The wide screen print here looks very good, and special features include deleted scenes (although I could not tell why they were deleted as they would have fleshed out the runtime and even added a bit more to the storyline, but whatever...), filmographies, and trailers for various Paramount releases. All in all, if you are looking to kill an hour and twenty minutes, or you're a die-hard Tom Green fan, then this film is for you.
"I'm not liquid, Jon. I'm not...liquid!"
Zack H. | 10/08/2005
(5 out of 5 stars)
"This movie is hilarious. Jon Plummer (Jason Lee) made a promise to his niece when she became eliminated from an elementary school spelling bee that he'd pay her way to college. Unfortunately, he told her that to make her feel better, so now that his niece is all grown up, and he promised to pay for her tuition, he has to figure out a way to get $30,000.
To be honest, Tom Green's character "Duff" had me laughing all throughout the movie. Yes, you read correctly. Tom Green is funny in this movie. I know, I know. He's an acquired taste, but in this movie, he's actually watchable (I've always thought he was somewhat watchable, and yes, I have seen "Freddy Got Fingered" twice -- out of boredom, of course). I recommend this to Tom Green or Jason Lee fans!"
Gets Even Better Each Time...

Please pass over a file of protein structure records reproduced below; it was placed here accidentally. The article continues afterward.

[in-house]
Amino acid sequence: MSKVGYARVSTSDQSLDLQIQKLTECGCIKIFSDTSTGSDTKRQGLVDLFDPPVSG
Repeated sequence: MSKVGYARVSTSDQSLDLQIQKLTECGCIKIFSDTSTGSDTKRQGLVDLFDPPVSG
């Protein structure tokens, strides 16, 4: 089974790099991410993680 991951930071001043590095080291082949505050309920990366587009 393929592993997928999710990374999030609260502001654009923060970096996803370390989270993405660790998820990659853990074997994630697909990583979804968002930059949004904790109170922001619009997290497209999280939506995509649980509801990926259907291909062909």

Matt | 03/19/2006
(5 out of 5 stars)
"Okay, sure, it was just a normal teenish comedy the first time I saw it in the theatures... wasn't too funny, but was entertaining. Then I got it as a gift. W O W ! Every time I watch it, it gets funnier and way more entertaining then the first. It's a blast reciting the lines along with Tom Green and most of the time I end up laughing before the funny part even happens because I remember how great it is! "I need my cheese John.", "I'm not liquid John, I'm not liquid." What a classic movie. You can't get much better from Green then: "All right American cattle. Nobody does anything stupid and you can all go home to your precious tv dinners." Or how about my personal favorite: "Okay. I see what's going on here. You think you're mister real estate. Well that's just great. Let me ask you this - do you have kids? Good. Oh, three of them. Well, that's even better, because I want there to be an audience when I come over there, take you out into the street and beat the livin' bejesus outta ya'. (slams down phone repeatedly)" Not only does this movie have dozens of excellent laughs, it has amazing music in it. Such as the end song "Nothing Frequency" by Autopilot Off. I also remember a great song, "Party Hard" by Andrew W.K. and a Barenaked Ladies song, just off the top of my head. I swear, you'll love it more and more as months pass, trust me... "Oooooooooh yeah........come to Steve""